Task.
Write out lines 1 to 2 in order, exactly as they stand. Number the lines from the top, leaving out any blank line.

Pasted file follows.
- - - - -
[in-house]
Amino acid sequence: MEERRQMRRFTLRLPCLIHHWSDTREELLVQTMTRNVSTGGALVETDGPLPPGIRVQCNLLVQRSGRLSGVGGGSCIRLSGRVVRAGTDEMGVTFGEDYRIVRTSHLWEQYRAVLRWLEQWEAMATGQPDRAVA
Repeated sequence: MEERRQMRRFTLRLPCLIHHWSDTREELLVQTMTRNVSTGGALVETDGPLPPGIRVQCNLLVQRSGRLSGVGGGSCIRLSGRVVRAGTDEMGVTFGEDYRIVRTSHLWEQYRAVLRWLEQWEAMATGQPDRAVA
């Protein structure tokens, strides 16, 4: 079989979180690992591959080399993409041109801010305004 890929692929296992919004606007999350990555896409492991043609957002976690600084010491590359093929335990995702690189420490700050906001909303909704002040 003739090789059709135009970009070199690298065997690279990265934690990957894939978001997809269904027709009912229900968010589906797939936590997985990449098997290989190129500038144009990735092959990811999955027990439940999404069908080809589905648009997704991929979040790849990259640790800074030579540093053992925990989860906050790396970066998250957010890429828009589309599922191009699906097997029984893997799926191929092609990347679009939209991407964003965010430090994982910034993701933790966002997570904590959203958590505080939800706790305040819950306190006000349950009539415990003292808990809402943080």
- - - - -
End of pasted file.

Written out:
[in-house]
Amino acid sequence: MEERRQMRRFTLRLPCLIHHWSDTREELLVQTMTRNVSTGGALVETDGPLPPGIRVQCNLLVQRSGRLSGVGGGSCIRLSGRVVRAGTDEMGVTFGEDYRIVRTSHLWEQYRAVLRWLEQWEAMATGQPDRAVA